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Hermine to Deliver ‘Life-Threatening’ Surf, Winds From North Carolina to New England

Millions on High Alert as Hermine Now Takes Aim at Northeast 2:25

Former Hurricane Hermine continued to deliver whipping winds, heavy rain and "life-threatening" surf along the mid-Atlantic coast Saturday during its slow march north.

Tropical storm warnings extended up through New England as the now-post-tropical cyclone — blamed for at least two deaths — was threatening to wash out barbecues and hamper beach plans over the Labor Day weekend from North Carolina to Massachusetts.

"Don't let the name fool you — it's still quite dangerous," warned Weather Channel meteorologist Bonnie Schneider.

Related: Hermine Thrashes Carolina Coasts as Storm Barrels North

Hermine was packing maximum winds of up to 70 mph — and forecasters said it could strengthen back into a hurricane Monday through Wednesday as it churns offshore.

The deadly storm first made landfall as a Category 1 hurricane just east of St. Marks, Florida, early Friday morning, knocking out power to hundreds of thousands across the state amid thrashing winds and up to nearly 2 feet of rain in some areas.

The storm was downgraded Saturday morning, but was gaining steam as it lurched up the East Coast, moving east at 10 mph, according to the National Weather Service.

After lashing North Carolina, the center of the storm was about 200 miles off the shores of Virginia and Maryland at 8 p.m. Saturday, according to the NWS.

PHOTOS: Dangerous Storm Pounds the East Coast

A man died when his tractor-trailer overturned Saturday morning amid strong winds on a bridge near Dare County, North Carolina, according to the Tyrrell County Sheriff's Office. Authorities said all bridges in Dare would be closed until the winds died down.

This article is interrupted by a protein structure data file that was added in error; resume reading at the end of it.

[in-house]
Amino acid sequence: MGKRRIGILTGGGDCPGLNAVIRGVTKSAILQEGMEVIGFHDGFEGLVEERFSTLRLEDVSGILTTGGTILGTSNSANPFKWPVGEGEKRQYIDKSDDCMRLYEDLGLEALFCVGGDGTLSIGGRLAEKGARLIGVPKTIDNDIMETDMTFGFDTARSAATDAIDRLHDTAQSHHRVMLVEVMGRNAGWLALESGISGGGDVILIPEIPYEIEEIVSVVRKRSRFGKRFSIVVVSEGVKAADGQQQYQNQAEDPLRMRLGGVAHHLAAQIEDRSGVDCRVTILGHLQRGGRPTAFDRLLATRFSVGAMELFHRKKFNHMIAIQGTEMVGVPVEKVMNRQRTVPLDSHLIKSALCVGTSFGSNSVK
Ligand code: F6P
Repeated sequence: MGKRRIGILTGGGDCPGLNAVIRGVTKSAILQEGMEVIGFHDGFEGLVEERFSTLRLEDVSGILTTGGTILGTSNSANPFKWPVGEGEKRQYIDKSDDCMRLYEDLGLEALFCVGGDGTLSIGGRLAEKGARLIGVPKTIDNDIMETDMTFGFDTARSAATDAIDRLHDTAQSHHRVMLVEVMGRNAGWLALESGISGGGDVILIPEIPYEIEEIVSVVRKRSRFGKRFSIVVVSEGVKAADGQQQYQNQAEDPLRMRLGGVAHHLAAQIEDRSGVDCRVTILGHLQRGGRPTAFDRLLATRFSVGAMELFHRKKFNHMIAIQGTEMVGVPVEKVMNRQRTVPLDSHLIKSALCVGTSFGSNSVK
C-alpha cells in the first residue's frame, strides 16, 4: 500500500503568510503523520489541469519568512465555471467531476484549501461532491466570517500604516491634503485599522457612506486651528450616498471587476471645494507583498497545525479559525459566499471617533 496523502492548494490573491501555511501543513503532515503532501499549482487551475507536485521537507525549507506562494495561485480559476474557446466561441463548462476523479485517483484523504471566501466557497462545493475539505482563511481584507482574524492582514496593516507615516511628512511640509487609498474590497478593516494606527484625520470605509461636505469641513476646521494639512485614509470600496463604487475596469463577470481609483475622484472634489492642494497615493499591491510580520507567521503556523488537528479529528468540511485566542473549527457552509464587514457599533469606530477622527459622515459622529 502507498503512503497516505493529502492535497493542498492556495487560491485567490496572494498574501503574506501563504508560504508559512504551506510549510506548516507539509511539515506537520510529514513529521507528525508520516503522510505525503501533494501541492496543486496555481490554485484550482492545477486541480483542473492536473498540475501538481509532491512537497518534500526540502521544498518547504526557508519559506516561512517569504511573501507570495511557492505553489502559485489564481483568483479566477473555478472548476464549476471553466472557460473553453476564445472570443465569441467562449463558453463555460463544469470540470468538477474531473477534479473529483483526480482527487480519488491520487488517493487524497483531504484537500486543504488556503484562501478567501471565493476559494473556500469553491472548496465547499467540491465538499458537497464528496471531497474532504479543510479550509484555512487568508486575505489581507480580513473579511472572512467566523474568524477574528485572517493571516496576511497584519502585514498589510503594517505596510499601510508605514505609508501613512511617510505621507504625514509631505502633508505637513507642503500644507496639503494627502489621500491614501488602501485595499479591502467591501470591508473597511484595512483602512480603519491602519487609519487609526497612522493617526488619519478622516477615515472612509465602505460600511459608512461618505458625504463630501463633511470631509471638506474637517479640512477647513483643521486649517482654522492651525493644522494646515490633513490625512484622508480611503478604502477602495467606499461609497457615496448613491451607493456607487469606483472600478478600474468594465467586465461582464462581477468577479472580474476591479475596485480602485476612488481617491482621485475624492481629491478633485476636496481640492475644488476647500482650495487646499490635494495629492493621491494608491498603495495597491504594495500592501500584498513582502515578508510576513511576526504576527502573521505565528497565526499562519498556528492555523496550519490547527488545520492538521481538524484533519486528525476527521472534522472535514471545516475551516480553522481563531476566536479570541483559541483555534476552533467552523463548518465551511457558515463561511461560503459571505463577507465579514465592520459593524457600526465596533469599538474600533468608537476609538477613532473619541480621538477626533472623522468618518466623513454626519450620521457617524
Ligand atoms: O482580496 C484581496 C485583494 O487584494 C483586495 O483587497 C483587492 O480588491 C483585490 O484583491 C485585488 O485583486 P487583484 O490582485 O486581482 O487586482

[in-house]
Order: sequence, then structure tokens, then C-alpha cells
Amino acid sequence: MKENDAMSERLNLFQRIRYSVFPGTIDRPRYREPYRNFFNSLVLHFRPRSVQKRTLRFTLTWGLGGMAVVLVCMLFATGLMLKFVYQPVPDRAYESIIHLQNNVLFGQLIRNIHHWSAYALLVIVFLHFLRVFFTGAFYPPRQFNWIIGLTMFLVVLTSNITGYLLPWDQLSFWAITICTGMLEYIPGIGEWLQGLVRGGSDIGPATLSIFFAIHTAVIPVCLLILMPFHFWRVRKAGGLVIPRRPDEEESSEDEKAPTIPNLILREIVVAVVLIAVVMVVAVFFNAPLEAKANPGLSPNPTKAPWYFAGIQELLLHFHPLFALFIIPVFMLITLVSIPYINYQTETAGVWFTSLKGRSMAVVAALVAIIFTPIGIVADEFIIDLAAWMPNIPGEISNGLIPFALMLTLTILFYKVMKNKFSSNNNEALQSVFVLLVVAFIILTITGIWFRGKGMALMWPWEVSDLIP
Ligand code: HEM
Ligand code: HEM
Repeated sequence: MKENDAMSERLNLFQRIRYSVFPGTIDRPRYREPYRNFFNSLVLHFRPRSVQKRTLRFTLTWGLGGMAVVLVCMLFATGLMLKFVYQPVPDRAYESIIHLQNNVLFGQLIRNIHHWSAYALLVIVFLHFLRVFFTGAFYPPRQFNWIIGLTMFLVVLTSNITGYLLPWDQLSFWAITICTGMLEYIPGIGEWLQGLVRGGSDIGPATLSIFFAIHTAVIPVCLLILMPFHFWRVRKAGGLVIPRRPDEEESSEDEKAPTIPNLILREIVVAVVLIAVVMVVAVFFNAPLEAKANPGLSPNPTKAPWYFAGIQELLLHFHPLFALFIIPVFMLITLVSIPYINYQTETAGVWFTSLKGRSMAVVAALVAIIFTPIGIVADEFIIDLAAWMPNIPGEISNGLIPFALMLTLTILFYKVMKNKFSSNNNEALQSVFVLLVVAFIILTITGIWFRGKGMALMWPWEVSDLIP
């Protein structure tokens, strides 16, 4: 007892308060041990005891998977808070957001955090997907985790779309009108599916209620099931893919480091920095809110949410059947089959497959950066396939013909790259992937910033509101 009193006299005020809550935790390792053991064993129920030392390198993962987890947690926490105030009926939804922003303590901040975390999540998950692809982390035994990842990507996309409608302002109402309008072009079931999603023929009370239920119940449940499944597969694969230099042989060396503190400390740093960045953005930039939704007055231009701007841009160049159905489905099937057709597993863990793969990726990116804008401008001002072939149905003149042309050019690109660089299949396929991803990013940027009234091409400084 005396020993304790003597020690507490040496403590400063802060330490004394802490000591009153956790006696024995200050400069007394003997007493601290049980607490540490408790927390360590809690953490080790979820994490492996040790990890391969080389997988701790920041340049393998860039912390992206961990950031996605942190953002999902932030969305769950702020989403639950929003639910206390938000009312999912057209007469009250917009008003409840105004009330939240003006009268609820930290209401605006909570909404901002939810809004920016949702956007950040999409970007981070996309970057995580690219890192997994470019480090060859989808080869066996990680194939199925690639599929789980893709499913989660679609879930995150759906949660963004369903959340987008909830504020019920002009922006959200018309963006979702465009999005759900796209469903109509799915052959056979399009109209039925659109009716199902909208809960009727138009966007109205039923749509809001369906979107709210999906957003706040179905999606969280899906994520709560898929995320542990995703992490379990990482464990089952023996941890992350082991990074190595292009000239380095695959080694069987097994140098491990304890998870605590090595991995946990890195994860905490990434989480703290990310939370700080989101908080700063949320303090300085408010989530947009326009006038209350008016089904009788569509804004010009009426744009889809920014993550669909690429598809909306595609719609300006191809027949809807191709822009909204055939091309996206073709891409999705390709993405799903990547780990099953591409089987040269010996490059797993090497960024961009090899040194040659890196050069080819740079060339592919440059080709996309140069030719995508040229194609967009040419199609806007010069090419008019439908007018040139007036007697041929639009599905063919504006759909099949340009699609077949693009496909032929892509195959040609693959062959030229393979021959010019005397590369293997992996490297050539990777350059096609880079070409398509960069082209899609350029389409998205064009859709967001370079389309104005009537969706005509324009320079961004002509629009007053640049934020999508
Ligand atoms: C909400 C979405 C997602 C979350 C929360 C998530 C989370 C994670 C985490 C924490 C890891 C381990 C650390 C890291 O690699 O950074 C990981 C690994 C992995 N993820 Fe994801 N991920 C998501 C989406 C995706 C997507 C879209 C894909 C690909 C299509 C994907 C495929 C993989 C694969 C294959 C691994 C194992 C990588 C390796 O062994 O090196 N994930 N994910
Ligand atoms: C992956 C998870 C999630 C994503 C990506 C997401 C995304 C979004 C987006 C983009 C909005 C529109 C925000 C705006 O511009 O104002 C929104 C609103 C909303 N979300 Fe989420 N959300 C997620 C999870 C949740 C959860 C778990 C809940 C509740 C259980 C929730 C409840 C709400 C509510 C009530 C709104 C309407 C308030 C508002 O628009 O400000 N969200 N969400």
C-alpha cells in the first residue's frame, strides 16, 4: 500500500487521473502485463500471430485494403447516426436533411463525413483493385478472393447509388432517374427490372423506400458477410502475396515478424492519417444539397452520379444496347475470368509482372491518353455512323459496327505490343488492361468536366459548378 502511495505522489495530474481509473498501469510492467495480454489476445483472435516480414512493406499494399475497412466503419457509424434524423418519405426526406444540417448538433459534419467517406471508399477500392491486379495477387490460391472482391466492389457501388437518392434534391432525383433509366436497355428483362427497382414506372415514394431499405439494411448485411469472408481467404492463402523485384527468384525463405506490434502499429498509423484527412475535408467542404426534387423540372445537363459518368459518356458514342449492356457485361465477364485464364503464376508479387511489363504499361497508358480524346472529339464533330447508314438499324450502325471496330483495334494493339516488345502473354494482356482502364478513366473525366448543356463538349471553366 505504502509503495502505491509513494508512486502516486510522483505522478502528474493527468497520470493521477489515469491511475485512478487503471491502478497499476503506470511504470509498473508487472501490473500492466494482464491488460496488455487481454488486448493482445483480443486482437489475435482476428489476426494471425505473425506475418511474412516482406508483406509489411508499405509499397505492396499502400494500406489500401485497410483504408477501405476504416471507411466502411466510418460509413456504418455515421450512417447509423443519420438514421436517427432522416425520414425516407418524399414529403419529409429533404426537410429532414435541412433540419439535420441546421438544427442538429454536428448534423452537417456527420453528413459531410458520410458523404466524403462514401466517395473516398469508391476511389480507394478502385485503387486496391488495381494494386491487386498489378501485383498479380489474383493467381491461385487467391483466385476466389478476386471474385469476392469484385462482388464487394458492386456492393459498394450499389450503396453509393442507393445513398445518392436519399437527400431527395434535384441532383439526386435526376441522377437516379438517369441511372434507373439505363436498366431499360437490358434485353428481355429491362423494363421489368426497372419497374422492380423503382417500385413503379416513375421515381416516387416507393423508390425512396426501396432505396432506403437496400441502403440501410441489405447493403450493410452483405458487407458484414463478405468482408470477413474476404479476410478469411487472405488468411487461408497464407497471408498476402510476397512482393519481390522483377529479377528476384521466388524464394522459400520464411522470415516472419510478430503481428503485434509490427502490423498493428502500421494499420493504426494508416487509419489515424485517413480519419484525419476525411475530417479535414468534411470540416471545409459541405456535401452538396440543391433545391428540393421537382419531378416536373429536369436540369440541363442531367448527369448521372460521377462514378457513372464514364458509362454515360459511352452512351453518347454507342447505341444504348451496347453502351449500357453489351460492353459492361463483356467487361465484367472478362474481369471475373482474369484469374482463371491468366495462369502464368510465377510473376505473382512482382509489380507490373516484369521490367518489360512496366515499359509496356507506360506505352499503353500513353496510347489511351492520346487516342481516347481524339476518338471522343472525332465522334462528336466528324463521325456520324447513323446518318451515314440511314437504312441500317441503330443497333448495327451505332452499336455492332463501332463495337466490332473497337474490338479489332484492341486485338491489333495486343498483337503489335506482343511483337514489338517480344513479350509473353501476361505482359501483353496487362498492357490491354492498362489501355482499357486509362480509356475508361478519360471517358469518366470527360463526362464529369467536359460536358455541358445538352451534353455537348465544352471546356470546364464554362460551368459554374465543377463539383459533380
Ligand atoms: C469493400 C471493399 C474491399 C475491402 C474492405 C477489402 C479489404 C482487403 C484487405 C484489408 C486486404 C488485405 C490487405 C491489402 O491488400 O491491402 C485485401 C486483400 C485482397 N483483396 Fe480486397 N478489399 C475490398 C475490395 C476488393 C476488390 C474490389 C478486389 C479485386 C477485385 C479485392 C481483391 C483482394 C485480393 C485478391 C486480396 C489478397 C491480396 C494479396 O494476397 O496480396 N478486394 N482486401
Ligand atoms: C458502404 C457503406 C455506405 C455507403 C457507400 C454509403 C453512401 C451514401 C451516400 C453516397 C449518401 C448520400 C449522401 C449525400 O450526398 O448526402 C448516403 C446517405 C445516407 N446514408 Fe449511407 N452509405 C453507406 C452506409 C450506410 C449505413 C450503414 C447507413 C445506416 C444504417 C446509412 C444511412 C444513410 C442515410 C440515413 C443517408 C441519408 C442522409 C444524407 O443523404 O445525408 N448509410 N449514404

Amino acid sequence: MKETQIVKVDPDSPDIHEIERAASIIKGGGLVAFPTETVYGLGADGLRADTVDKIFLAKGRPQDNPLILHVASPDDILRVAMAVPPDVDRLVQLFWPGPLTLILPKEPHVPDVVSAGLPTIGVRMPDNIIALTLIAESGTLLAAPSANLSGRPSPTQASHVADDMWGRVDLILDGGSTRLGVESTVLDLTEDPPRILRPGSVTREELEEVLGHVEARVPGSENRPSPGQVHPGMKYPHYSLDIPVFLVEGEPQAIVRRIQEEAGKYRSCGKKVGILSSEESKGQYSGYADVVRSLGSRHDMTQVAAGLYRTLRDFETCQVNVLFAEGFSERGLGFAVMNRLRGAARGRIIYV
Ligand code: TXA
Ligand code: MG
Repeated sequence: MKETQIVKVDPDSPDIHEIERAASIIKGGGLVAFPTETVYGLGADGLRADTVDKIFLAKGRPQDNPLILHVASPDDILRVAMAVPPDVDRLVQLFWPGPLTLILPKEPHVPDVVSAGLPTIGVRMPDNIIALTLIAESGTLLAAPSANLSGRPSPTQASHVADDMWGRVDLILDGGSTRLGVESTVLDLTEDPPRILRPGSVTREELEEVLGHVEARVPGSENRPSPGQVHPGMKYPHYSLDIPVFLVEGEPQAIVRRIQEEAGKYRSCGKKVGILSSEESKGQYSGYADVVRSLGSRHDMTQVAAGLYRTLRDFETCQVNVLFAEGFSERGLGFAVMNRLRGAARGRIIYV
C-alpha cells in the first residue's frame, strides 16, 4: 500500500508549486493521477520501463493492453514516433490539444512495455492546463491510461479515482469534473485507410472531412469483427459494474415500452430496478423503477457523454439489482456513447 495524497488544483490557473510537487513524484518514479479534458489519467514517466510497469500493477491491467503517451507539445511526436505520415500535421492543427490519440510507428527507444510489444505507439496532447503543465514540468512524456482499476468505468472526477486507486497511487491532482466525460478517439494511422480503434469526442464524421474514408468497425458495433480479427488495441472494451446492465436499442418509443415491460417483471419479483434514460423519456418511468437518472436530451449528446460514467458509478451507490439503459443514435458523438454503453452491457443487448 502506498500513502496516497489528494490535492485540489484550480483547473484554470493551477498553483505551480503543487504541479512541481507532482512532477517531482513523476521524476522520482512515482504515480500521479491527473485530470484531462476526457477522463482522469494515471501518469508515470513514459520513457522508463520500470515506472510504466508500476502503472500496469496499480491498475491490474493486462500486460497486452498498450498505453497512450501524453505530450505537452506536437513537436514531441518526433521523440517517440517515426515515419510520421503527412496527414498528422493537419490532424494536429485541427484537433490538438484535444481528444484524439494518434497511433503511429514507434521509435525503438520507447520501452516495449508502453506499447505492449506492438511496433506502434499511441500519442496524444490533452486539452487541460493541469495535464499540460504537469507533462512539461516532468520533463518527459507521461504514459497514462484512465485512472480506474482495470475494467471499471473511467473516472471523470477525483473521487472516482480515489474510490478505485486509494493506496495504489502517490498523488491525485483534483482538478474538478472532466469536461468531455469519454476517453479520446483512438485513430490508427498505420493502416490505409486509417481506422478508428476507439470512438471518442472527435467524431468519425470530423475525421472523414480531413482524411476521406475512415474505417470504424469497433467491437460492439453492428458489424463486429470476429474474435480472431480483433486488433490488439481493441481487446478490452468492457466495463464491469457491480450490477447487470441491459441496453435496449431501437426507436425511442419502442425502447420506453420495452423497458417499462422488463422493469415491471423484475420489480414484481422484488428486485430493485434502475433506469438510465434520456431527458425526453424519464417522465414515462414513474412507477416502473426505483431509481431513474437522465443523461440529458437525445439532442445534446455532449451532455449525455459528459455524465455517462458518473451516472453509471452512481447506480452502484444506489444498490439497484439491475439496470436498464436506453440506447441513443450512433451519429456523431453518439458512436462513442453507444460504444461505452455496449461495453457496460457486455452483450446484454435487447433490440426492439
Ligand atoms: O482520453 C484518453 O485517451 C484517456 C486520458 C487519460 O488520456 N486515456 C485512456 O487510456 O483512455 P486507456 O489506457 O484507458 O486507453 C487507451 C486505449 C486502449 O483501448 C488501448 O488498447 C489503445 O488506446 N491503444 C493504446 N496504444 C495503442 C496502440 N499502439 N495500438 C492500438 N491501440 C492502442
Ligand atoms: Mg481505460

A tractor-trailer overturned on on the Alligator River Bridge in North Carolina. Tyrell County Sheriff

Four people were also injured in Dare, on North Carolina's northern coast, when a possible tornado spawned from the storm knocked over two trailers early Saturday morning.

Nearly 45,000 customers were already without power in the state, and more than 55,000 customers were without power in Virginia on Saturday morning, according to utility companies.

Rainfall totals of 3 to 6 inches were possible for southeast Virginia on Saturday and 4 to 7 inches for northeast North Carolina, meteorologists said. The deluge, coupled with storm surges, were likely to cause flooding in eastern Virginia, according to Weather.com.

Ahead of the nasty weather, a Bruce Springsteen concert scheduled for Saturday in Virginia Beach was rescheduled for Monday.

Image:
Water from Roanoke Sound pounds the Virginia Dare Trail in Manteo, North Carolina, on Saturday as Tropical Storm Hermine passed the Outer Banks. Tom Copeland / AP

Virginia Gov. Terry McAuliffe declared a state of emergency Friday night, along with North Carolina Gov. Pat McCrory.

Maryland Gov. Larry Hogan and New Jersey Gov. Chris Christie also declared states of emergency as the storm was set to target those states next over the weekend.